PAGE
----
The drunk man: Part one.

I looked right, left then right again and began crossing the road, halfway I felt something shove me to one side. I lost my balance and almost fell down, quickly I regained my balance and crossed the road. A man walked past me hurriedly. He looked old, probably retired, wore a jungle green suit and wore big black boots. A stench of alcohol and cigarettes was his way of announcing his presence. We both got to the bus parked on the opposite end of the street. I was traveling upcountry for the weekend. “hii gari imejaa (is the bus full)”?, he asked the attendant as he coughed his lungs out. “Imebakisha viti tatu (There are three empty seats)” the attendant replied as he pointed to the empty back seat. The old man took a quick glance at me as he boarded the bus. This whole time I vengeance was welling up in my belly and I felt like punching him in the face. I hopped into the bus and made my way on the aisle to the back seat. Finally my fears were confirmed, I had to sit beside him for the next four hours of the journey.

I considered walking the whole five hundred kilometer’s instead of sharing the same airspace with this man. I sank into my seat and hoped that the backseat did not turn out to be a boxing ring and if it did the bus had a first aid kit for my neighbor here. Just as the bus was slowly leaving the station a passenger sitting three rows from ours alighted, he had forgot to pick some essential items. I jumped from my seat to the now vacant seat. I thanked all my ancestors, friends and haters for this favor. Finally I had fresh air to breathe. I pulled out my phone, plugged in my earphones and got lost in my own world. Everything became blurry and unimportant except for this kid next to me. She kept her eyes fixed on my face. I made a few faces to her to look cool, except that she did not laugh or smile. In any case she looked surprised. I tried harder, made more funny faces, and stuck my tongue out to her. The best she could do was to bite her fingers and look at her mother.

Just as Ed Sheeran’s Shape of you began playing someone pulled off one of my ear plugs as if demanding my attention. Guess what? It was the same kid. There was no way I was not listening to this song. I made more funny faces as I unclenched her fist. Finally she let go of my earpiece. I knew it, I am a cool Dad right? Wrong. The kid started crying. The mother looked at me but did not say a thing. Everyone turned to see who this heartless person who makes kids cry was. In compliance with the kids laws, I switched off my music unplugged my earphones and gave them to this young soul to play with, and stopped crying she did. Finally I was back to the real world. All I heard now was people yawning, sneezing and some were already snoring my now. I was singing shape of you in my head when the bus pulled up to a petrol station. My friend who I will refer to as the man in black boots jumped out. He rushed to the station shop and came back with a black paper bag. He walked back to his seat and continued minding his business.

Just after we got back to the highway he received a phone call. He answered his phone loudly, calling the person on the other end of the line his pumpkin. I hate pumpkins so I did not take him seriously. Well not until he decided to make us all part of his conversation, He loudly said that he boarded such a boring bus and no one was either speaking to him or their neighbor. He continued to say that the bus was boring as there was no “mahewa” (Read music). However he would be there in three hours and he had missed his pumpkin. They said goodbye and hung up.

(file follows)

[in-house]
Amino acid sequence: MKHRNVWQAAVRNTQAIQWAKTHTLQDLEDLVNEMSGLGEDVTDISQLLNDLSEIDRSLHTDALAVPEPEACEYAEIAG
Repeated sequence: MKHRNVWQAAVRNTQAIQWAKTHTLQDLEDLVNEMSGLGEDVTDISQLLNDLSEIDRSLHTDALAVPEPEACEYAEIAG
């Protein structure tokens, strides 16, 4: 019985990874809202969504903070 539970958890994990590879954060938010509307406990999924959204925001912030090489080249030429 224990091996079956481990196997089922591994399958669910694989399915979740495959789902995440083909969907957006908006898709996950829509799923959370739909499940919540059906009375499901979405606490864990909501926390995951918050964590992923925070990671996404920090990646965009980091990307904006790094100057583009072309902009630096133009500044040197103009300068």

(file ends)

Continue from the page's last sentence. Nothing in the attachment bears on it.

Huyo ni bibi yangu (That was my wife)” he said to his neighbor.

Ni mama watoto au ni mpango wako? (Is she your wife or a concubine?)” The neighbor asked rather bluntly.

Wewe! Siku hizi ni kubaya(Hey! Times have changed.) He exclaimed.

He went ahead to narrate how his drinking buddies had been infected with a disease he won’t mention and they had all died. From that time he only goes to the pub for the drink and “mahewa” (Music). It is not easy seeing your friends die one after the other he continued.

Just as he was speaking his phone rang again. “My pumpkin” he answered the phone. He went ahead to give instructions on how the chapatis should be cooked, and where they should buy the meat from. He insisted that they send the youngest son as he will get the meat in less time and hung up. Well the conversation between him and his neighbor was intense. The neighbor was a typical man, has so many stereotypes about men, especially drunkards. One after the other he dispelled our myths. He lived and drank in Nairobi yet he had no concubine’s. He solely paid school fees for his children and sent money back home. What the wife earned was for her to buy “meat” once in a while when he is away. He however pointed out that it is the kind of wife he had that made all this possible. We were all paying attention to his stories till he shouted, “Weka hapo kwa summit (I will alight at the summit stage)”. As the man alighted the wife was there waiting for him, and a warm reception it was. I for the first time saw people bubbling in love in their old age. And that day my friend I believed that there is not gap so large that love cannot cross, no distance too large that it cannot cover. I wish you a week full of love ahead.

Extra: I picked up a photo taking hobby. if you need amazing photo’s of you taken. Hit my inbox ASAP.

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